In October of 2019, the stage development of our holiday musical TRUE NORTH: A MAGICAL NEW HOLIDAY MUSICAL (previously known as Come Find Me), felt bright and promising. We had just completed a 29-hour equity reading as part of the York Theater’s Developmental Reading Series and had forged deep relationships with a cast and creative team who were excited about moving forward with us.

When the world stopped in March of 2020 and theaters closed down, the development of our show—as well as most of yours I’m sure—felt like it was coming to a halt. Albeit we had newfound time to focus on several rounds of rewrites, the sting—and stall—from the impact of COVID-19 was very present.

Determined to push through, I brainstormed on creative ways to keep our momentum going. Knowing a production would be years away, the most reasonable goal to me was to build brand familiarity in the marketplace. TRUE NORTH is an original story, so there’s no previous fan base or story recognition. I decided quarantine was just the time to work on that part.

My first idea was to create a children’s holiday book version of the show. I completed a draft and sent to an editor to get the ball rolling. That’s a long process, so I slated that to hit the market in 2021. For 2020, my goal was to release a holiday single.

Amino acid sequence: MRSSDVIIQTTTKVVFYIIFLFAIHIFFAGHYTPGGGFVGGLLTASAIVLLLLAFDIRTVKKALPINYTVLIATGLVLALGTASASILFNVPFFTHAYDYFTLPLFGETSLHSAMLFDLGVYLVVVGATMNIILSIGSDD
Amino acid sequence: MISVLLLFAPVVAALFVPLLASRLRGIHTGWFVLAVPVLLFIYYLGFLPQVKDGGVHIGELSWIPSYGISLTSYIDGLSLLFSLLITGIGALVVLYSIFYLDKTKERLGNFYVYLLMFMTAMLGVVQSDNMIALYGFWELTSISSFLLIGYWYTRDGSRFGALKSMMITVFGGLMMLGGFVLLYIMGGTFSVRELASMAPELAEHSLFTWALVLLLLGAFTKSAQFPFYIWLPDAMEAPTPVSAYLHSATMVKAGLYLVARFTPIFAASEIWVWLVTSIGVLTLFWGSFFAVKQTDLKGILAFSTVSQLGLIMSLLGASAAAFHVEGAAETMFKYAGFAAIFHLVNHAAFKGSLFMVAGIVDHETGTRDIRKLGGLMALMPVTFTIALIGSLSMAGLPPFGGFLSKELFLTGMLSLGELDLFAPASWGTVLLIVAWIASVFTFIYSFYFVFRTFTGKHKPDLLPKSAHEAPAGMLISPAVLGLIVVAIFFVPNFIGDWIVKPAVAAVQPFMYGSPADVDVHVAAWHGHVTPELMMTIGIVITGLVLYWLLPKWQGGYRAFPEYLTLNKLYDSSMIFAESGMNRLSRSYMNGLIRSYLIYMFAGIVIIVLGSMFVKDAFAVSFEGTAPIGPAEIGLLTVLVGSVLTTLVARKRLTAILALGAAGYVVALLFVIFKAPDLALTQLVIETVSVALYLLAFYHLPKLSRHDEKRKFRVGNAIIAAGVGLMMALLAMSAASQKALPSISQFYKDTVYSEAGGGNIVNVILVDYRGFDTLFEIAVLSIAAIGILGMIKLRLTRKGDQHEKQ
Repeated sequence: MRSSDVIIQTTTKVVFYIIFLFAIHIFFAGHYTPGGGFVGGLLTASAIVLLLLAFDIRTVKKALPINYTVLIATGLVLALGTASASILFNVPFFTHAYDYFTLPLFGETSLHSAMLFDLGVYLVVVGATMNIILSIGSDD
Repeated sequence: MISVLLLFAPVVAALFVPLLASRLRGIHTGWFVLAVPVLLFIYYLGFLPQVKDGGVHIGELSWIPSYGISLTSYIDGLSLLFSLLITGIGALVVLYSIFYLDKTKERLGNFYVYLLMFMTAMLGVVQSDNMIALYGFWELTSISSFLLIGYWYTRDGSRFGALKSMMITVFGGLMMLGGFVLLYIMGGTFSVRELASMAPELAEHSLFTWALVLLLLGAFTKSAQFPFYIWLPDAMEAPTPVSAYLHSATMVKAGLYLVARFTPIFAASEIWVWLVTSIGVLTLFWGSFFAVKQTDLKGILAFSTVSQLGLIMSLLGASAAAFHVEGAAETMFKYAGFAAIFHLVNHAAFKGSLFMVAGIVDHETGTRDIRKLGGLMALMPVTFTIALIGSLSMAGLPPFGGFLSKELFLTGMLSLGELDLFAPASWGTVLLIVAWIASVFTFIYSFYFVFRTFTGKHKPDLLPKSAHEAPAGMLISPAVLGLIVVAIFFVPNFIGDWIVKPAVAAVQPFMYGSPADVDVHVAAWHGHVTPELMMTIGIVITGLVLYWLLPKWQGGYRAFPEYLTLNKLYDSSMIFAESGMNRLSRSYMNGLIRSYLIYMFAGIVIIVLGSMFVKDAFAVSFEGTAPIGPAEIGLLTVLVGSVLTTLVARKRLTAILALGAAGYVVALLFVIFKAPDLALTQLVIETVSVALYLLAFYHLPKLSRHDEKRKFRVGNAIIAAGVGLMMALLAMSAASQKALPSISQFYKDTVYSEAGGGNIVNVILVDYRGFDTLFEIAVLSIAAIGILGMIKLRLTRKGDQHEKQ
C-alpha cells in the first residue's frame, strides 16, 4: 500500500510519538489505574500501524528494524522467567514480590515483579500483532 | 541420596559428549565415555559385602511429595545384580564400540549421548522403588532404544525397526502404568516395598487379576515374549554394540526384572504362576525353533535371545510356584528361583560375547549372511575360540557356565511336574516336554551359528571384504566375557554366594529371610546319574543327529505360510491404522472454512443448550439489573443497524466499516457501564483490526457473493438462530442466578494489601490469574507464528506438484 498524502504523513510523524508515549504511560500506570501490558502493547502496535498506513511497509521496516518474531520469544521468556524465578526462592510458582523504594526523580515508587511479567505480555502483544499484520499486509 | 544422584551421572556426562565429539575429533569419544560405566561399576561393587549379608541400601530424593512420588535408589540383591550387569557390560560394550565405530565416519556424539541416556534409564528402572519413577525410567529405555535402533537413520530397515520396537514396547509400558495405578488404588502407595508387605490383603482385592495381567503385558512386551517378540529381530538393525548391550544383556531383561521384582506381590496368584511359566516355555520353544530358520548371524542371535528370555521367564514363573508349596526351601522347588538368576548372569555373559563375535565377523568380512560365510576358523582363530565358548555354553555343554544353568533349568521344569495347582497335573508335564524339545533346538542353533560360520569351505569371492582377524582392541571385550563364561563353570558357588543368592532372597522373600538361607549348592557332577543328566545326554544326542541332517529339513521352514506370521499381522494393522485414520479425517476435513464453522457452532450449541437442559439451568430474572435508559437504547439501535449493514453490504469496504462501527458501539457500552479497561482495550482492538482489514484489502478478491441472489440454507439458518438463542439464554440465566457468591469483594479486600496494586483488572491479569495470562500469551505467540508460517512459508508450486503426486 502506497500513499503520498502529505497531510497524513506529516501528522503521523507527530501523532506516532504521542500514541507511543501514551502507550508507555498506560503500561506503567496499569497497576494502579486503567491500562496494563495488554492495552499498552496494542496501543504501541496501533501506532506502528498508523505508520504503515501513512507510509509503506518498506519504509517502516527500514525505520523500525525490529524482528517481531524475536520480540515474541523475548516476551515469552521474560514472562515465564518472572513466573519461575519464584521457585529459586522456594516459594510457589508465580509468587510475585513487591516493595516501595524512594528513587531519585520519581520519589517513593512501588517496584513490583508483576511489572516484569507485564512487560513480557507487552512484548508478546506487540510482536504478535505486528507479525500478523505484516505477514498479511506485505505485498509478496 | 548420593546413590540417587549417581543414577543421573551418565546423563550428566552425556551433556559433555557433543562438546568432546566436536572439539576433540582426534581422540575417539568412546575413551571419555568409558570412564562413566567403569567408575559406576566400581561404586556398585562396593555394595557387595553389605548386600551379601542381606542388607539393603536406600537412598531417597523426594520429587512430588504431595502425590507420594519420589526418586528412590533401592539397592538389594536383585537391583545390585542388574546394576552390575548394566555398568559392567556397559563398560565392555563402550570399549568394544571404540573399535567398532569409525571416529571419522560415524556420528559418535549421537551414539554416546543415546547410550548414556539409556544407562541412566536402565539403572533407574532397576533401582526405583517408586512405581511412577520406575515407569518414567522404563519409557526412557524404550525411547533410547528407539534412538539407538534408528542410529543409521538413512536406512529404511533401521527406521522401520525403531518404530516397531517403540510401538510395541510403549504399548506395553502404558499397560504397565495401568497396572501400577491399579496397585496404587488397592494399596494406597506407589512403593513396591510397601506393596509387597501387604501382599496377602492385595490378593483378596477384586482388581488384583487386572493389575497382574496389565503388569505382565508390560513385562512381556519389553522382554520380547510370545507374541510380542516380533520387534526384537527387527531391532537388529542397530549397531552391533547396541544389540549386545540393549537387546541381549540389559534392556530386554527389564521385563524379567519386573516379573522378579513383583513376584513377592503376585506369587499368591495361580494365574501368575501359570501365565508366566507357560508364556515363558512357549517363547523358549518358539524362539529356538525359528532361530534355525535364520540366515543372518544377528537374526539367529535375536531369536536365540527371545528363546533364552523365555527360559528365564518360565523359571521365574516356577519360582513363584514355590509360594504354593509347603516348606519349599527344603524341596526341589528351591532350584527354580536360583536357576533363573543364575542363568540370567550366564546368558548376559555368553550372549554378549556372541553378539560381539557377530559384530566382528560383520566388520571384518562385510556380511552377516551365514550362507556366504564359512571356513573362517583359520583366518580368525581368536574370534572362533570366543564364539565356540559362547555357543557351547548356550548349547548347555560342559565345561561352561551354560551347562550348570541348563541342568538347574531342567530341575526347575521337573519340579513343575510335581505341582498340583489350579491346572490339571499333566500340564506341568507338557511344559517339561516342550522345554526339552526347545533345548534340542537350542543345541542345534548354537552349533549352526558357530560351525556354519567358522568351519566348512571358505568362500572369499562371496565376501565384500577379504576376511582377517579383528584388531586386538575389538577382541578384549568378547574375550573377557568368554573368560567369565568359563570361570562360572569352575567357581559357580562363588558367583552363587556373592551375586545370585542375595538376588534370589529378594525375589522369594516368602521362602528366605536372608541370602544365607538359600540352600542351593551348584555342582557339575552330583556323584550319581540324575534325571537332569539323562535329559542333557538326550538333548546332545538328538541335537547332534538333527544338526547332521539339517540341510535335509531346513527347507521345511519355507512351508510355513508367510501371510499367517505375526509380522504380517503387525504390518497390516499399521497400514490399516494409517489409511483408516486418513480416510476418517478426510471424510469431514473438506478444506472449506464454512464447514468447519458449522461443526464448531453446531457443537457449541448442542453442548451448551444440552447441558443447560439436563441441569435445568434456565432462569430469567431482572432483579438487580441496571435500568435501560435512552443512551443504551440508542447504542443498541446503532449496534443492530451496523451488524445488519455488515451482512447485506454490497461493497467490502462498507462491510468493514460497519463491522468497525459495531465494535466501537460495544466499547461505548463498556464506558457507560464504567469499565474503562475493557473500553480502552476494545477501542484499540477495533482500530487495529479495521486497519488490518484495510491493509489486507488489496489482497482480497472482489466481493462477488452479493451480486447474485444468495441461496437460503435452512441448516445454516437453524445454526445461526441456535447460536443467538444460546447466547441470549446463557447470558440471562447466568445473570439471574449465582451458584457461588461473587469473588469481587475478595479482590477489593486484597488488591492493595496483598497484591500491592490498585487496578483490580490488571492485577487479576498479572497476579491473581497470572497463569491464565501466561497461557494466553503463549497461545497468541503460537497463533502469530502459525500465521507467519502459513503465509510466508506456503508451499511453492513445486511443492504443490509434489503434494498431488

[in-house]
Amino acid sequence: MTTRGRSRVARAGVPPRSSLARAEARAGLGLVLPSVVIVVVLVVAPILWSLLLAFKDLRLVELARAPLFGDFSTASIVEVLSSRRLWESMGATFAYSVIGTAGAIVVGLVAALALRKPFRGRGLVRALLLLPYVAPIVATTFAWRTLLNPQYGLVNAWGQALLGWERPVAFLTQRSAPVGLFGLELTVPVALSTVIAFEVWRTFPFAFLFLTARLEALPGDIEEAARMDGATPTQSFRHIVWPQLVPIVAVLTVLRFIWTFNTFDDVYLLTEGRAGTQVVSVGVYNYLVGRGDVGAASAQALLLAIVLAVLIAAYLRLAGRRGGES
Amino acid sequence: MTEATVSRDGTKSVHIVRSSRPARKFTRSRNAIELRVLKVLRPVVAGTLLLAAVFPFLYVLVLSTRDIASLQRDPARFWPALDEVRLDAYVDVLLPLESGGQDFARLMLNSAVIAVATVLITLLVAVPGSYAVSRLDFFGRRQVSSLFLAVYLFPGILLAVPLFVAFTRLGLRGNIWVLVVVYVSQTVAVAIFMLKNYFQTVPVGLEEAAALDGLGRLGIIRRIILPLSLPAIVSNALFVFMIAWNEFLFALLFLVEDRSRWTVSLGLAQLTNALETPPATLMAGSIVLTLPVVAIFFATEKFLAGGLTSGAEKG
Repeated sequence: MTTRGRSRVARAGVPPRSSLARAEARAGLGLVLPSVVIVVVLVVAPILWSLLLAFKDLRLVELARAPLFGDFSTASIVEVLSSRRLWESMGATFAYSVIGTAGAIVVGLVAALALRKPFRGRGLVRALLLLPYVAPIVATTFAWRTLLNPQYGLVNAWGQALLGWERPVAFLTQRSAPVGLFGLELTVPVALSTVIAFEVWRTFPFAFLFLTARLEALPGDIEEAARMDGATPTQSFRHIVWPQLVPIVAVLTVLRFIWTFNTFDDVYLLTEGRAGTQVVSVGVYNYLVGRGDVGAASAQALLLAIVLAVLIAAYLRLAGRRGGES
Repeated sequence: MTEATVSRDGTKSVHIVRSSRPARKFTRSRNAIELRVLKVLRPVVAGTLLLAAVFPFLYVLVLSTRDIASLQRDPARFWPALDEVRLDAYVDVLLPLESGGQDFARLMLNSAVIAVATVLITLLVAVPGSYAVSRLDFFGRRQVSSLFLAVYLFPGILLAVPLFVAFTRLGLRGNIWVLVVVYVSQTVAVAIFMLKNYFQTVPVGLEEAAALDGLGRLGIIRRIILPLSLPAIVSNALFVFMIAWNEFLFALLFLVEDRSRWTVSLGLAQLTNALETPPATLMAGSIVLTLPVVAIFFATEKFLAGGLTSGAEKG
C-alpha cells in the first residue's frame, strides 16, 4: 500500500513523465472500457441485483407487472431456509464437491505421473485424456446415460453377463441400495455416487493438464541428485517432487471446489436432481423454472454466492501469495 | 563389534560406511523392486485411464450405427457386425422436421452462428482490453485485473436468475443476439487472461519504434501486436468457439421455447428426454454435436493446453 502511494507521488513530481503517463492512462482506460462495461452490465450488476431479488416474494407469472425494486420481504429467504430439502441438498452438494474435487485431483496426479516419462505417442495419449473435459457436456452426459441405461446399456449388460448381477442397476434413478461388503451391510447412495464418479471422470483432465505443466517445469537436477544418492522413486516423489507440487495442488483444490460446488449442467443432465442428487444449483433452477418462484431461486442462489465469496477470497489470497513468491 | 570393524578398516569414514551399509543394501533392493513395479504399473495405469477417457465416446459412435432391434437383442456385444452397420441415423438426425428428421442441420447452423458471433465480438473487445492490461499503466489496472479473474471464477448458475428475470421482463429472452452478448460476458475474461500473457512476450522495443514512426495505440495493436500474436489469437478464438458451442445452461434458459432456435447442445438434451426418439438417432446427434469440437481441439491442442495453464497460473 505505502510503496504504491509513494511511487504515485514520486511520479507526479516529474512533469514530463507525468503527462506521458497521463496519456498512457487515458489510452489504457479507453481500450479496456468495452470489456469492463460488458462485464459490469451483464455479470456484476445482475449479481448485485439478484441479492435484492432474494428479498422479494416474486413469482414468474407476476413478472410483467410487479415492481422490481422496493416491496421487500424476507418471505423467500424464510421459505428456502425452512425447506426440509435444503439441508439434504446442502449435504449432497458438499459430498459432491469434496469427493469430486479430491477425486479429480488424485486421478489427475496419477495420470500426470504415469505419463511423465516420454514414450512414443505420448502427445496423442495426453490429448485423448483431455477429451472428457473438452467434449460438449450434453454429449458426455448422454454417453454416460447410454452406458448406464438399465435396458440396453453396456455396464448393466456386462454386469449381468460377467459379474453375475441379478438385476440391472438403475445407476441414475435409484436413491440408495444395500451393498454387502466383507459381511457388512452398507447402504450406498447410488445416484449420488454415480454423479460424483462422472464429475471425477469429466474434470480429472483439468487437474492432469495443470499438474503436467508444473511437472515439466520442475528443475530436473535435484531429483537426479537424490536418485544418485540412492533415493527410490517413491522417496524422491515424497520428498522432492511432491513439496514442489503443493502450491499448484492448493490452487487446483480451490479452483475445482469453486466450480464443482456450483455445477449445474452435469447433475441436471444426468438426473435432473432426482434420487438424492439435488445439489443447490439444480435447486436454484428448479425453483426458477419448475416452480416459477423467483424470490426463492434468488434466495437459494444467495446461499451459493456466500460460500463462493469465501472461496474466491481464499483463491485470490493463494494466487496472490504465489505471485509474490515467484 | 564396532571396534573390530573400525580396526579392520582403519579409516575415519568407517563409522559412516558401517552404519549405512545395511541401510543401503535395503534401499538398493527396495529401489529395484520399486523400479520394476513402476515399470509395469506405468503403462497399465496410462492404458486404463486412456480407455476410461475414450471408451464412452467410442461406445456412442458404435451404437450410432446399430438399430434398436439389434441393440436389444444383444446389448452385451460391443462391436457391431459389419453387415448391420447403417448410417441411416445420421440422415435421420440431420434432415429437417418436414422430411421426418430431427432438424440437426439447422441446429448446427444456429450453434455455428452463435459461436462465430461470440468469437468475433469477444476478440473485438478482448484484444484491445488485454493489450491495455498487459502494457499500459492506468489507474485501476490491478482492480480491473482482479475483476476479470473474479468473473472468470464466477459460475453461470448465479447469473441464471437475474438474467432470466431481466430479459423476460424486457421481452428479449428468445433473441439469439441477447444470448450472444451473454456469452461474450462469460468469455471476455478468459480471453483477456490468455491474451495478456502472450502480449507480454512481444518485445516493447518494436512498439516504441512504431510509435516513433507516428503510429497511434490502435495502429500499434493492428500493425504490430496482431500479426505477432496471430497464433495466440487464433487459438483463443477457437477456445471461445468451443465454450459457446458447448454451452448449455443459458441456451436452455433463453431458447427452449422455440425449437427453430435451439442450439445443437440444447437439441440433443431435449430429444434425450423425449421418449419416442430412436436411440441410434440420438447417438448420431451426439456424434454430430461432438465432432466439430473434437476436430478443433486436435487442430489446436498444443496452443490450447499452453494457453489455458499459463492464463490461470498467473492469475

Validating ideas

To validate these ideas, I ran them by several producers (whose time was more available than usual). I didn’t actively solicit buy-in or promote the show, I just asked for insight on this idea in light of COVID. I received very positive feedback, and it didn’t hurt that they all said “that’s an amazing idea…way to stay moving forward during a difficult time. Keep me posted.” So my idea was validated, plus I built a little ingenuity and resourcefulness cred with the powers-that-be. That’s a win-win.

Excited to move forward, my first step was to decide on a song.